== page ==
In the end, after a spectacularly chaotic combat, with Beulah only about 700 feet off the ground, Lexa – who had been calling up “What’s going on?” and not one PC had ever answered her – decided to use her dimensional technology to warp Beulah to a safer location.  The ship glowed blue, shimmered, and vanished.
Leaving all the players 700 feet up in empty air, with only one parachute between them.
Next session, please.
As usual, I’m quite pleased by Numenera’s mechanics, although there were four things I learned:
1)  Considering Numenera is usually so good about avoiding needless busywork, the “Might per hour” cost for armor just strikes me as a lot of remembering when someone put on or off their armor.  That’s a lot of bookkeeping that I, as a GM, don’t like.
2)  I thought getting another level of Effort was the slam-dunk easy choice to make when levelling, but Jerry proved that an Edge of 2 is still really quite good.  So go Monte and Shanna for providing balanced mechanics!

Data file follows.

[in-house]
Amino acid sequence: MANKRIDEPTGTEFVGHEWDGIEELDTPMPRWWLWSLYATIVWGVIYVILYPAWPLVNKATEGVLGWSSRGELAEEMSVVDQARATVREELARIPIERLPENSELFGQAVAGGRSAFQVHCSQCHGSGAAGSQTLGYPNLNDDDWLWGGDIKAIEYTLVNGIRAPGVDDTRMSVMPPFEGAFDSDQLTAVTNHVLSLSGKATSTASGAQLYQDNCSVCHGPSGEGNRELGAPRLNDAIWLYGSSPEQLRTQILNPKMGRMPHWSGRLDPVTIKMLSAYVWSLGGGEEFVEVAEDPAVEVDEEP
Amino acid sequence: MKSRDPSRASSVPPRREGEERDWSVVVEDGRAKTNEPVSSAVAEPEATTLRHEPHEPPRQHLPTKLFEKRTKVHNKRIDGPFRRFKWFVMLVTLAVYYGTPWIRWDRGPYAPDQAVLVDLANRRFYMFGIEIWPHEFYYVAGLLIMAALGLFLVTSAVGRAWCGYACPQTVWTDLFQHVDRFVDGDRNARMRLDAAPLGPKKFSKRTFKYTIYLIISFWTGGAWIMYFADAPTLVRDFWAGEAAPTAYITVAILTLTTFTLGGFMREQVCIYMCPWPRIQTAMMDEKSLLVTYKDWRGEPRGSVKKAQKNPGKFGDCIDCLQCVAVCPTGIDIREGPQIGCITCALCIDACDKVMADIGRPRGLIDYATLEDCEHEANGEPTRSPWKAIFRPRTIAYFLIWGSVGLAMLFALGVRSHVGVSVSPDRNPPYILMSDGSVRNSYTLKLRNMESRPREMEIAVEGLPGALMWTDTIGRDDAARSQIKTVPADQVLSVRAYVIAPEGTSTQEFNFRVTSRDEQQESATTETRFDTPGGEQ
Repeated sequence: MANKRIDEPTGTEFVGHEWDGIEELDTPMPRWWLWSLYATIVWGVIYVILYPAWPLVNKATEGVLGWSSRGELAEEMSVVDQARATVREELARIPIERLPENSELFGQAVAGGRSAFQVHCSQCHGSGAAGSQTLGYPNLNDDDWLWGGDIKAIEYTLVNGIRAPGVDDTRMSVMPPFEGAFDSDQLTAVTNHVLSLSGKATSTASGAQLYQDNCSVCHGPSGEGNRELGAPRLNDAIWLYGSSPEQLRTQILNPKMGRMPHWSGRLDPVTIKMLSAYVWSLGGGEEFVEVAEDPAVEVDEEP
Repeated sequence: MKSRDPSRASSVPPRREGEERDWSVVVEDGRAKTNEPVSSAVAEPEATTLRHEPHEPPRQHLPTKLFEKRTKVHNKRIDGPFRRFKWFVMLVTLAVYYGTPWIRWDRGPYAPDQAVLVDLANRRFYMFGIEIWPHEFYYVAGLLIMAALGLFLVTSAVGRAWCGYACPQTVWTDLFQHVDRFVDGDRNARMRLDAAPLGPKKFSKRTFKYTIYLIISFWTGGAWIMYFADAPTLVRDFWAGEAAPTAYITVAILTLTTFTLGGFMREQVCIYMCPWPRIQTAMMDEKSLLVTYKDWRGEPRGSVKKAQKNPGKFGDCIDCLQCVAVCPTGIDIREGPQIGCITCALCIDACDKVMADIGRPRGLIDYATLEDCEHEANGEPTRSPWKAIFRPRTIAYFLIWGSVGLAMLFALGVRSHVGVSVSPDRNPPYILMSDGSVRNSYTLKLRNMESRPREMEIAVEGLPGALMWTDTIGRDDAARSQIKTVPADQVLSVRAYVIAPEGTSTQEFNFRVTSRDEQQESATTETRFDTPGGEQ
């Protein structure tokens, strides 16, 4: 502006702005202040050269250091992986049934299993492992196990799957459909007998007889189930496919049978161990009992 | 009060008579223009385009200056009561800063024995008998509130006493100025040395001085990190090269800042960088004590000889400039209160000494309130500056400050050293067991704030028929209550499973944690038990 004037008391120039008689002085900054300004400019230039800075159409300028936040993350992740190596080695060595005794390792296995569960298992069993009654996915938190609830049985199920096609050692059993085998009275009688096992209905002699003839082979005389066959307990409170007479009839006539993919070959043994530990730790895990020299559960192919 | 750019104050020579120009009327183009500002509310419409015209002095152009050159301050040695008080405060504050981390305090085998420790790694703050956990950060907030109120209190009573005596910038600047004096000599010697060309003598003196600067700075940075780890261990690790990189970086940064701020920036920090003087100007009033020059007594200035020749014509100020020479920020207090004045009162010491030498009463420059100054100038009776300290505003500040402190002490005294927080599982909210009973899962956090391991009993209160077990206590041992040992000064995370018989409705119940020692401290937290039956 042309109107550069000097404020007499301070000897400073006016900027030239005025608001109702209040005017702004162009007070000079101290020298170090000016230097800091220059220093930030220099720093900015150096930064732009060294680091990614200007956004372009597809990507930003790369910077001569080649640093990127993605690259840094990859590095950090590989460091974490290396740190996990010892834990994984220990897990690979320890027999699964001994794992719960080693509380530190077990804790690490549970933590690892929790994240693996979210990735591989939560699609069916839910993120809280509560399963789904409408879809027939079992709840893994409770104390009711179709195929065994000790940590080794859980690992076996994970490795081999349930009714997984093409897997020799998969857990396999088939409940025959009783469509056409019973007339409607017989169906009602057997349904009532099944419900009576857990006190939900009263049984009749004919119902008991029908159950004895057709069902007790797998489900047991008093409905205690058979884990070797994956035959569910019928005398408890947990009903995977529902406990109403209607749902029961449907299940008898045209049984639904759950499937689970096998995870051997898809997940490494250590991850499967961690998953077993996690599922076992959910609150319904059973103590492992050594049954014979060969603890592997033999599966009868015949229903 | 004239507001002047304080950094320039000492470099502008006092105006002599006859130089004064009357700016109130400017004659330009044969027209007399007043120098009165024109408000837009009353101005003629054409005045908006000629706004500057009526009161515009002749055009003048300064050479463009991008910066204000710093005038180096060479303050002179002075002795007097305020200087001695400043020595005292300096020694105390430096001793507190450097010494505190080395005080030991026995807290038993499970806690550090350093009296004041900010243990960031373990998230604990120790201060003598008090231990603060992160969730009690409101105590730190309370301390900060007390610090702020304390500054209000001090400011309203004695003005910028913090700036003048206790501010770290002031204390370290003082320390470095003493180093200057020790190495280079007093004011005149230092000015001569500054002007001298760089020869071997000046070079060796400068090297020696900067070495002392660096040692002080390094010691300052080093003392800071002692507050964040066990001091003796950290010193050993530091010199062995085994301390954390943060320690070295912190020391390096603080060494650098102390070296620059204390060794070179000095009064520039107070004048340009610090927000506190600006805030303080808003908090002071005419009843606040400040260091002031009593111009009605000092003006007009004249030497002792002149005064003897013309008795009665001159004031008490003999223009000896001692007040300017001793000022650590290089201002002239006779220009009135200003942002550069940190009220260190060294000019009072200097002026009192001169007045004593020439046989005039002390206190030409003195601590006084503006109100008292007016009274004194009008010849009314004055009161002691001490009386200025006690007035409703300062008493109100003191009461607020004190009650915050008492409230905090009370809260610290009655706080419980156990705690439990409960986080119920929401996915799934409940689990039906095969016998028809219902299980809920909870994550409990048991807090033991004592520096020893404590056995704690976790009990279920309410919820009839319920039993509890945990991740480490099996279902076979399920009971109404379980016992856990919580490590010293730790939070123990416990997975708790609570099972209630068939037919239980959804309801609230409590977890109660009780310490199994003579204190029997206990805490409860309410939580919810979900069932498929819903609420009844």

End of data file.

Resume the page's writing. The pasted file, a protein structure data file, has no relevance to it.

3)  Having damage come off the Intelligence track is terrifying for most people.  Once they get used to managing Might, having something attack another stat was just something that sent them flying.
4)  Players can, in theory, heal 1d6+1 to a pool by taking an action… but in no combat run thus far has anyone had a spare action to take.  Maybe I run combats too chaotically, but I’m always keeping the players busy so that they’re fending off a foe or something.  Not sure if that’s my style or just a purposeful rule to ensure that recovering points in combat has a cost.

The Kind Of Guy (Or Girl) You Shouldn't Date

It’s been hard, figuring out what movies I’ll like, now that Roger Ebert is dead. It’s not that Roger Ebert was the best critic ever; it was that I’d read him for years, and I knew what he liked, and could compensate for that.
Roger had a hard-on for slow foreign films, and really didn’t know much about good science fiction. (Aliens gets two stars, but Escape From LA gets three and a half? Oh, Roger.) So when I went to read a Roger Ebert review, I could go, “He’s turned off by excessive gore,” and could use his biases to triangulate my preferences.
Likewise, if you’re silly enough to take relationship advice from me, I figure you gotta compensate a little. I’ve got my own biases, and God forbid you swallow my thoughts wholesale. You gotta integrate ’em.
And here’s a bias I think you should be really clear on:
I don’t think someone who sees the opposite sex as a foreign entity is worth dating.